The brands celebrated their partnership this week with an addition to the Queens skyline, with JetBlue’s logo joining the landmarked Pepsi-Cola sign that still lights up the Long Island City waterfront near the brand’s former bottling factory, which was sold in 2003. (Famously protective New Yorkers weren’t exactly charmed.)
It wasn’t the PepsiCo’s flagship beverage that wooed JetBlue away from Coca-Cola, however. It was the current star of the beverage world: flavored seltzer.
[Coca-Cola’s] products were catered towards their audience, not necessarily towards JetBlue customers.
Mariya Stoyanova, director of product development at JetBlue
While Coke has its own seltzers, Seagram’s is only made without flavorings, and Dasani Sparkling was not included in the portfolio of drinks JetBlue could choose from under the terms of its contract with the beverage maker.
PepsiCo, meanwhile, makes 12 flavors of Bubly Sparkling Water.
“We see a spike in emerging trends around flavored seltzer water,” said Mariya Stoyanova, JetBlue’s director of product development. “It’s what our customers were asking for.”
Using indicators like convenience store sales and the popularity of PepsiCo products in JetBlue’s focus cities of New York, Boston and Fort Lauderdale, Stoyanova said the airline felt comfortable making the switch. JetBlue began serving Pepsi products on June 3; it’s currently offering only Bubly Lime, but plans to rotate in other flavors.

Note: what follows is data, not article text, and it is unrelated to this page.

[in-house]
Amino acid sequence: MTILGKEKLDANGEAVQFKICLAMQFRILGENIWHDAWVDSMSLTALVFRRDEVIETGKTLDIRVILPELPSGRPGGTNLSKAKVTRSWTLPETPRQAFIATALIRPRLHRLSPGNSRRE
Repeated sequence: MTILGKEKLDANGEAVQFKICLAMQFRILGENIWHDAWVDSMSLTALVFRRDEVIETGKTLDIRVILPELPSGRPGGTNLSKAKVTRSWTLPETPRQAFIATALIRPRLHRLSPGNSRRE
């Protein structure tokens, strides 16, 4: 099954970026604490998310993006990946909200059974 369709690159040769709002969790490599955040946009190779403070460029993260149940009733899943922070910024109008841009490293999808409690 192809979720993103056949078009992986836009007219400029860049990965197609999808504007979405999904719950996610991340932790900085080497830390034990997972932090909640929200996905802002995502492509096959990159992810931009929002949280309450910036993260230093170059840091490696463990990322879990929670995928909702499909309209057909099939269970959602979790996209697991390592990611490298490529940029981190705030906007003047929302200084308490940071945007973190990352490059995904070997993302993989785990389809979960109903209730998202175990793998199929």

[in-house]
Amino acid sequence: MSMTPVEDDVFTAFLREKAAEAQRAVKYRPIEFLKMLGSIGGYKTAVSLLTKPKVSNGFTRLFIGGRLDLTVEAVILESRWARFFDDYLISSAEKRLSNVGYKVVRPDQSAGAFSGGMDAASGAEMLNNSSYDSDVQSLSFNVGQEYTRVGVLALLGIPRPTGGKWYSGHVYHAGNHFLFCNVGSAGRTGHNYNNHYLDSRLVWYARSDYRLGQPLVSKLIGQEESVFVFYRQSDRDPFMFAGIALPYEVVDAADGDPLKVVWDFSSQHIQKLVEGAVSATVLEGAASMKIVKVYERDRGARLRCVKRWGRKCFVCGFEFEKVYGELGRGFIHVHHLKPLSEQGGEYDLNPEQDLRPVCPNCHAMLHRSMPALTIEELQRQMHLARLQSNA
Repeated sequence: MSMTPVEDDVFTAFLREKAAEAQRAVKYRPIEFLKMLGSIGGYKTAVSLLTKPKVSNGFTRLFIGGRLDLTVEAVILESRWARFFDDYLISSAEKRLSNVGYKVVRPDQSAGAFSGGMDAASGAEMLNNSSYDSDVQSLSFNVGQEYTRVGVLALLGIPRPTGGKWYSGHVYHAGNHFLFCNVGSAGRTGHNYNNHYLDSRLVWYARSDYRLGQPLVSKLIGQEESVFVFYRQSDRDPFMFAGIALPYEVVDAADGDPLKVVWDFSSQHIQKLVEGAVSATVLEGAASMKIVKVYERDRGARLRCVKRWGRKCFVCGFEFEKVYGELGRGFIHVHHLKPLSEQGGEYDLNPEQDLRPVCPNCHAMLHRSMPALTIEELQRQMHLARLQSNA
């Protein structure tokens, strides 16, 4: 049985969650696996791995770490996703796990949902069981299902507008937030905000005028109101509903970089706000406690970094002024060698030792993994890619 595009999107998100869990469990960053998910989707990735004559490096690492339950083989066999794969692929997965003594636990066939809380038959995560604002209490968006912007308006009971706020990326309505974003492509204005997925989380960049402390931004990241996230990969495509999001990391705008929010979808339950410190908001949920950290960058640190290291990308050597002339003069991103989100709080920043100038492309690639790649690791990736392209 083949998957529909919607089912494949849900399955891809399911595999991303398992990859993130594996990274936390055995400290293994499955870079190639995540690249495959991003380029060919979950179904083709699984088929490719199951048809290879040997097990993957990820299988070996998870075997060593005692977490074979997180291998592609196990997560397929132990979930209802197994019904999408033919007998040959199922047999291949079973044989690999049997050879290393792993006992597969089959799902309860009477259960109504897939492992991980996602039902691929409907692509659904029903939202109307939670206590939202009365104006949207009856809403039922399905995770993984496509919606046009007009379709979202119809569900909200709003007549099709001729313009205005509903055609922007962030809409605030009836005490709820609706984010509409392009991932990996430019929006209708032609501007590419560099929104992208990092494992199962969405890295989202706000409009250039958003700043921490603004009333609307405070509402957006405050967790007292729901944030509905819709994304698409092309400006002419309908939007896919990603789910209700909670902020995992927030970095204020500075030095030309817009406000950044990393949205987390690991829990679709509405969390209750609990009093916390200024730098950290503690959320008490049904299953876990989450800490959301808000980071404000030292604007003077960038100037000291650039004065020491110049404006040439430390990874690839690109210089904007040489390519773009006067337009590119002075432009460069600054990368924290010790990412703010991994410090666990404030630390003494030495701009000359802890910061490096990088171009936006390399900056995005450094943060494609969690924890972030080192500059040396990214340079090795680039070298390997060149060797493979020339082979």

Curating the onboard “beverage experience”
The switch from Coke to Pepsi was months in the making. With Coke’s contract running out this year, JetBlue began seeking bids from other beverage providers.
“I was certain going into the process that we were going to stick with Coke,” Stoyanova said. “It’s a big deal—we’ve been a Coke company for so long. This decision wasn’t taken lightly.”
JetBlue had signed a package deal with Coke, meaning in addition to the flagship beverage, the airline had to offer products whose sales maybe weren’t as robust. And when space and weight are limited in the air, the unnecessary cargo also factored into its decision.
“If they give you a prepackaged deal saying you have to carry those five products, then you only have one try to please your customer,” Stoyanova said. “Their products were catered towards their audience, not necessarily towards JetBlue customers.”
Previously, JetBlue was serving 10 Coca-Cola products, including Coke for three of its five soda options, without an opportunity to adjust to consumer preferences under the terms of its contract.
Pepsi was much more flexible: In addition to carrying Pepsi, JetBlue can bring in other providers like Canada Dry and Adam & Eve juices to curate its “beverage experience,” as Stoyanova put it. JetBlue goes through about 18,000 cases of Pepsi a month, 6,000 cases of Bubly and 8,000 cases of seltzer.
The airline, which flies 42 million customers annually, joins the likes of Ryanair, Emirates, Hungary’s Wizz Air and Pakistan International Airlines in serving Pepsi products.
The partnership was a natural fit, according to Elizabeth Windram, vice president of marketing at JetBlue. Both brands were born and remain based in New York City, and present themselves as “challenger” brands—Pepsi’s blue can contrasts with Coke’s nostalgic red can, while in the skies, JetBlue is the “customer-friendly” low-cost airline.